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Glossary

Terms Beginning with A

Access work plan

A written statement prepared by GMS describing how a particular job should be undertaken to ensure risks to the health and safety of the workers, or others who may be affected, are minimized or eliminated.

see also: Rope access plan, Hazard assessment, rescue plan, Safe work plan.

Access zone

The area on a job site where workers are at risk of falling such as on-rope or near a working edge. This area requires protective measures such as verbal warnings, signs, barriers, safety lines, or other devices designed to prevent or arrest a fall.

see also: Hazard zone, exclusion zone. 

ACMG

The Association of Canadian Mountain Guides is a professional association of trained and certified Mountain Guides, Hiking Guides, and Climbing Instructors. The ACMG sets and maintains standards for admission to, and the practice of, the professions of mountain guiding and climbing instruction in Canada. The ACMG is the only internationally recognized professional association of trained and certified mountain guides and instructors in Canada. See also IFMGA, AMGA 

Aerial Rescue Platform

The Aerial Rescue Platform (ARP) is a patient packaging and transport device used in CDFL or helicopter long line rescue operations for transporting injured patients in the supine (On their back) position. This allows for the rapid and safe evacuation out of very rugged terrain while monitoring the patient on a backboard or other spinal immobilization device.

Aid Climbing

A method of vertical or lateral movement in which the climber moves from one anchor to another closely placed anchor.

American National Standards Institute (ANSI)

The American National Standards Institute is a private non-profit organization that oversees the development of voluntary consensus standards for products, services, processes, systems, and personnel in the United States.

American Society of the International Association for Testing and Materials (ASTM)

ASTM International is an international standards organization that develops and publishes voluntary consensus technical standards for a wide range of materials, products, systems, and services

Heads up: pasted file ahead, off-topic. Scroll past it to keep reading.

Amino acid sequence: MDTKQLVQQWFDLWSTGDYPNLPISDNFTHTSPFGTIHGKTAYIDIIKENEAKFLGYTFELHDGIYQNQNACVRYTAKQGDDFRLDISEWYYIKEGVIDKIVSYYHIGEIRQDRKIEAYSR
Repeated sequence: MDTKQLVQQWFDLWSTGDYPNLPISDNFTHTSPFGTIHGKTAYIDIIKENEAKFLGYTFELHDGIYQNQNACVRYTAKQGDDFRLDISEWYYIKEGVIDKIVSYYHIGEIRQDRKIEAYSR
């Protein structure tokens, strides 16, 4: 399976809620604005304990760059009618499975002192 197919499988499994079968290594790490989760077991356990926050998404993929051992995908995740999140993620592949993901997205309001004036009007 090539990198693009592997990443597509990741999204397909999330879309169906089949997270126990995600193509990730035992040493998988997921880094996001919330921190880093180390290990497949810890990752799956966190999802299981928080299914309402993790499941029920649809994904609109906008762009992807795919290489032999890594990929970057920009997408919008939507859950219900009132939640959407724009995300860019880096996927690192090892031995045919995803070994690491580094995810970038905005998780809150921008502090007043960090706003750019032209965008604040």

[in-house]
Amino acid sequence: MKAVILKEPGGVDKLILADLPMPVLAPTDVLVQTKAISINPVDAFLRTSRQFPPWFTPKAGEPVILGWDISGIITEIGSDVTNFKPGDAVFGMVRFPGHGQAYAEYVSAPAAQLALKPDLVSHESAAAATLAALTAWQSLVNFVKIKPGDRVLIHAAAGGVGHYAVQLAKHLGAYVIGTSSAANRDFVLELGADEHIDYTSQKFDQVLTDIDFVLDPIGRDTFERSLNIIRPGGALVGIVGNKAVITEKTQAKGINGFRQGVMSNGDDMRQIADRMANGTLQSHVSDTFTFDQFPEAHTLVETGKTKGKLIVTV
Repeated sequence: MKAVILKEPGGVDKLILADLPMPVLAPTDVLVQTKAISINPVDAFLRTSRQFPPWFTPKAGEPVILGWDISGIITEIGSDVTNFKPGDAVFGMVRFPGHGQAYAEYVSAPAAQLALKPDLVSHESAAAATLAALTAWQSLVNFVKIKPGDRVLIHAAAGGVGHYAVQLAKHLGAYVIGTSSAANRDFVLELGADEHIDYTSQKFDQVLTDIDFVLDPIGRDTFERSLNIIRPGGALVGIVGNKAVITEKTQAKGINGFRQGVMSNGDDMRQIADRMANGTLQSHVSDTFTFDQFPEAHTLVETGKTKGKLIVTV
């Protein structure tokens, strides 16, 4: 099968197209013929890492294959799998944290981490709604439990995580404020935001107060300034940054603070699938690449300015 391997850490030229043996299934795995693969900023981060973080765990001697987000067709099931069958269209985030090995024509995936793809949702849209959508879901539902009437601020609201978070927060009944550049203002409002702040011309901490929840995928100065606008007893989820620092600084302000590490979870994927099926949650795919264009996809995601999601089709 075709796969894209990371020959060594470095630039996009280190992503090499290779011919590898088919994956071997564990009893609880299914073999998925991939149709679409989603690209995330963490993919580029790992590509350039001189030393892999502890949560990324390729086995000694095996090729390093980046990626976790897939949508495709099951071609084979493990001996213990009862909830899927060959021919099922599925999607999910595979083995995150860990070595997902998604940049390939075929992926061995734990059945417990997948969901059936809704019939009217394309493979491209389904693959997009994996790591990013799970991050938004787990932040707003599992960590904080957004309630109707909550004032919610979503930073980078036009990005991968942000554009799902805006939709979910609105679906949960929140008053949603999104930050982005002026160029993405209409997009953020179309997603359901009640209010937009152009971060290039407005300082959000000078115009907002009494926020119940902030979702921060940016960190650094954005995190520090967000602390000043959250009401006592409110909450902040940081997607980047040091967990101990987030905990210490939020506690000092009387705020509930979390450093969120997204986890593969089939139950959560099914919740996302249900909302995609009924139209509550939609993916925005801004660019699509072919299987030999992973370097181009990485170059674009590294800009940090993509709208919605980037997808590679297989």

AMGA

The American Mountain Guides Association or AMGA is a professional association of trained and certified Mountain Guides, Hiking Guides, and Climbing Instructors. The AMGA provides training and certification programs for mountain professionals in the USA. The AMGA is the only internationally recognized professional association of trained and certified mountain guides and instructors in America. See also IFMGA, ACMG

Anchor

A place, fixing or fixture that supports and to which the various ropes, rope systems or rigging systems are attached. Anchors may be removable and temporary or permanent and engineered. All anchors are designed with a sufficient safety factor for the loads they are expected to support.

Approved Equipment

Equipment deemed appropriate for use with the specific techniques outlined in the access plan, rescue plan or avalanche safety plan. Approved equipment shall meet the specifications set forth by the appropriate regulatory body (For example: SPRAT, IRATA, WCB, OSHA, HAC, IRATA etc…) or other specifications set forth in the access, rescue, or emergency response plan if more stringent.

ASARC: Applied Snow Avalanche Research at the University of Calgary

ASARC is the Applied snow avalanche research team at the University of Calgary. Their goal is Improved methods for forecasting, assessing, mitigating and mapping snow avalanches risks.